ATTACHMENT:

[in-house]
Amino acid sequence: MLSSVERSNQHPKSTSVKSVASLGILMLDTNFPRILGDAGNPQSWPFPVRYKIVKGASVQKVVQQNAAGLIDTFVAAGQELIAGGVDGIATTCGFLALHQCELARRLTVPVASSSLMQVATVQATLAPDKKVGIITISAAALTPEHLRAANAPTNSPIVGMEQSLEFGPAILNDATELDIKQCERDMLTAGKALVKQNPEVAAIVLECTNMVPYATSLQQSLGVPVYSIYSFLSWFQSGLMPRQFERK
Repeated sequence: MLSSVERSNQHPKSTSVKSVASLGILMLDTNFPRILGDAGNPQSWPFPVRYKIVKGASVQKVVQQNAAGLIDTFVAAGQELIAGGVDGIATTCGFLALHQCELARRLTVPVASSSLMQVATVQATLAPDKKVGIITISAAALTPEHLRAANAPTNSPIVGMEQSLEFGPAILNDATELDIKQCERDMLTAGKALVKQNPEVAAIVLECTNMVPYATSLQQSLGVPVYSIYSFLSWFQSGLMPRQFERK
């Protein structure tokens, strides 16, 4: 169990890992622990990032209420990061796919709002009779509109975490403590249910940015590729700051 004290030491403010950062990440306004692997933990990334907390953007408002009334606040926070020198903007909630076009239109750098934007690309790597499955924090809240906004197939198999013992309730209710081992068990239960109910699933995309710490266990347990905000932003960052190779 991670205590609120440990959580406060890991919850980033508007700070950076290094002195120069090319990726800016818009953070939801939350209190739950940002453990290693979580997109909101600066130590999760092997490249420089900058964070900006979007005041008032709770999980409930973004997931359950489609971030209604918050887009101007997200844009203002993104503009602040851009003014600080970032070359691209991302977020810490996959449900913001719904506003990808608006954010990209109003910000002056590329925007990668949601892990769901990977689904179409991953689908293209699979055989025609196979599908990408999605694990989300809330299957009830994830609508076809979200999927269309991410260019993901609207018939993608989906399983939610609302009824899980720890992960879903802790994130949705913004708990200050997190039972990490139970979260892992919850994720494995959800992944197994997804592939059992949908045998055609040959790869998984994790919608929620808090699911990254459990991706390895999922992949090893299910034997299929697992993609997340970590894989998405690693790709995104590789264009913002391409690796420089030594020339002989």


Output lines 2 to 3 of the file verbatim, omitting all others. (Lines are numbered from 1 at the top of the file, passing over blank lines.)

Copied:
Amino acid sequence: MLSSVERSNQHPKSTSVKSVASLGILMLDTNFPRILGDAGNPQSWPFPVRYKIVKGASVQKVVQQNAAGLIDTFVAAGQELIAGGVDGIATTCGFLALHQCELARRLTVPVASSSLMQVATVQATLAPDKKVGIITISAAALTPEHLRAANAPTNSPIVGMEQSLEFGPAILNDATELDIKQCERDMLTAGKALVKQNPEVAAIVLECTNMVPYATSLQQSLGVPVYSIYSFLSWFQSGLMPRQFERK
Repeated sequence: MLSSVERSNQHPKSTSVKSVASLGILMLDTNFPRILGDAGNPQSWPFPVRYKIVKGASVQKVVQQNAAGLIDTFVAAGQELIAGGVDGIATTCGFLALHQCELARRLTVPVASSSLMQVATVQATLAPDKKVGIITISAAALTPEHLRAANAPTNSPIVGMEQSLEFGPAILNDATELDIKQCERDMLTAGKALVKQNPEVAAIVLECTNMVPYATSLQQSLGVPVYSIYSFLSWFQSGLMPRQFERK